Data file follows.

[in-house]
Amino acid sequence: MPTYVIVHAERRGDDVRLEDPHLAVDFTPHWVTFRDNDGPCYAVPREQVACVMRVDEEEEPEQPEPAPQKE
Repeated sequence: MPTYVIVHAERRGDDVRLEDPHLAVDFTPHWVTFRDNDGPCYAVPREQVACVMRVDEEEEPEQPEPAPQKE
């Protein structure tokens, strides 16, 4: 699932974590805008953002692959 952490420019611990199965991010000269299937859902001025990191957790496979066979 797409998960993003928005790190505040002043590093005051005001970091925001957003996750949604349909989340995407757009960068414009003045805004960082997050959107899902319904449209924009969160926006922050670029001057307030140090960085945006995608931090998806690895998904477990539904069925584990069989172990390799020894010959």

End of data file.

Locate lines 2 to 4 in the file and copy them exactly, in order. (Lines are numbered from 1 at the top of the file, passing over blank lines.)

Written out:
Amino acid sequence: MPTYVIVHAERRGDDVRLEDPHLAVDFTPHWVTFRDNDGPCYAVPREQVACVMRVDEEEEPEQPEPAPQKE
Repeated sequence: MPTYVIVHAERRGDDVRLEDPHLAVDFTPHWVTFRDNDGPCYAVPREQVACVMRVDEEEEPEQPEPAPQKE
């Protein structure tokens, strides 16, 4: 699932974590805008953002692959 952490420019611990199965991010000269299937859902001025990191957790496979066979 797409998960993003928005790190505040002043590093005051005001970091925001957003996750949604349909989340995407757009960068414009003045805004960082997050959107899902319904449209924009969160926006922050670029001057307030140090960085945006995608931090998806690895998904477990539904069925584990069989172990390799020894010959």